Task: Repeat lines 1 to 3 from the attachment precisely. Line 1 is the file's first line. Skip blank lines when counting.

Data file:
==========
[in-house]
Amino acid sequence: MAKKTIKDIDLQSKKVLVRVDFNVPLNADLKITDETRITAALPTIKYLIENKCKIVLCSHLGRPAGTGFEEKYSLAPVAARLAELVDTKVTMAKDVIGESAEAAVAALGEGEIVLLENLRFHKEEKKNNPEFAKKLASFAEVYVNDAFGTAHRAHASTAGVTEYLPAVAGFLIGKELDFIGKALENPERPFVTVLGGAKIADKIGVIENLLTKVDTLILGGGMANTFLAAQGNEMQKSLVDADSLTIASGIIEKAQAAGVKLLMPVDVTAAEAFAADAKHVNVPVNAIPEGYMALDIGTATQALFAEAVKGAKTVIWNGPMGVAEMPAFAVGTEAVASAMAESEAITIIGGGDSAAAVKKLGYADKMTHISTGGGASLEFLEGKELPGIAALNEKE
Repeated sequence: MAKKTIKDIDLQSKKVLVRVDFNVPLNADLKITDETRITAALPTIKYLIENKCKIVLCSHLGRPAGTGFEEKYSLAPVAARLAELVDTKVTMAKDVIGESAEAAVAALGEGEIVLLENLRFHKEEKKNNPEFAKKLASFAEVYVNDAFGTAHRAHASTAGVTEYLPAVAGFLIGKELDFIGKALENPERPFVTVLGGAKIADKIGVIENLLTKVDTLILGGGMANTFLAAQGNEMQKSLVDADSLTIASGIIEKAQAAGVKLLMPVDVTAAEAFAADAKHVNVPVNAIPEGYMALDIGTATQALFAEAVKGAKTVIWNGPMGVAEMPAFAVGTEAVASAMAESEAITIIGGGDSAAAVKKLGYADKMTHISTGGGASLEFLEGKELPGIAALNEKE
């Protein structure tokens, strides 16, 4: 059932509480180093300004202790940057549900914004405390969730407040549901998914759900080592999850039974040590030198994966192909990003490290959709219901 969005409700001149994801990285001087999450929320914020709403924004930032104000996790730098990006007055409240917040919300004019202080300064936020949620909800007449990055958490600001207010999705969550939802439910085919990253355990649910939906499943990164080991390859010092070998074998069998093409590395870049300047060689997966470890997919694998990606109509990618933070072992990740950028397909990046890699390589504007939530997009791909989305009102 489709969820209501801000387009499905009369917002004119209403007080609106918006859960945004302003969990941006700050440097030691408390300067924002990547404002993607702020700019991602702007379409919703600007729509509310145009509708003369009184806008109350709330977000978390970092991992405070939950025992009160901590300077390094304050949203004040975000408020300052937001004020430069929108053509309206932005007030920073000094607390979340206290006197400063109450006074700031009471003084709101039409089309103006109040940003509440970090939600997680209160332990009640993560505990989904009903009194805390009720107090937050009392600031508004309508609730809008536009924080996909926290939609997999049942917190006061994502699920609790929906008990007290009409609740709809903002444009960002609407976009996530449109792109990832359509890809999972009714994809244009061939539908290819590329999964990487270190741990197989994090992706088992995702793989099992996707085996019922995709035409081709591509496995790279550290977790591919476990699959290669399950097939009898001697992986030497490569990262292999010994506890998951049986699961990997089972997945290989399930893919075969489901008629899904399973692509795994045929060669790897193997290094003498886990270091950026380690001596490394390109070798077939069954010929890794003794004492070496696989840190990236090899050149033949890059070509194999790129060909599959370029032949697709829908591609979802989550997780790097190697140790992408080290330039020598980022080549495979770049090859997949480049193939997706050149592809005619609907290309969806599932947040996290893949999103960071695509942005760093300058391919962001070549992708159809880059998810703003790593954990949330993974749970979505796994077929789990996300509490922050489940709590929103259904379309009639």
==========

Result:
[in-house]
Amino acid sequence: MAKKTIKDIDLQSKKVLVRVDFNVPLNADLKITDETRITAALPTIKYLIENKCKIVLCSHLGRPAGTGFEEKYSLAPVAARLAELVDTKVTMAKDVIGESAEAAVAALGEGEIVLLENLRFHKEEKKNNPEFAKKLASFAEVYVNDAFGTAHRAHASTAGVTEYLPAVAGFLIGKELDFIGKALENPERPFVTVLGGAKIADKIGVIENLLTKVDTLILGGGMANTFLAAQGNEMQKSLVDADSLTIASGIIEKAQAAGVKLLMPVDVTAAEAFAADAKHVNVPVNAIPEGYMALDIGTATQALFAEAVKGAKTVIWNGPMGVAEMPAFAVGTEAVASAMAESEAITIIGGGDSAAAVKKLGYADKMTHISTGGGASLEFLEGKELPGIAALNEKE
Repeated sequence: MAKKTIKDIDLQSKKVLVRVDFNVPLNADLKITDETRITAALPTIKYLIENKCKIVLCSHLGRPAGTGFEEKYSLAPVAARLAELVDTKVTMAKDVIGESAEAAVAALGEGEIVLLENLRFHKEEKKNNPEFAKKLASFAEVYVNDAFGTAHRAHASTAGVTEYLPAVAGFLIGKELDFIGKALENPERPFVTVLGGAKIADKIGVIENLLTKVDTLILGGGMANTFLAAQGNEMQKSLVDADSLTIASGIIEKAQAAGVKLLMPVDVTAAEAFAADAKHVNVPVNAIPEGYMALDIGTATQALFAEAVKGAKTVIWNGPMGVAEMPAFAVGTEAVASAMAESEAITIIGGGDSAAAVKKLGYADKMTHISTGGGASLEFLEGKELPGIAALNEKE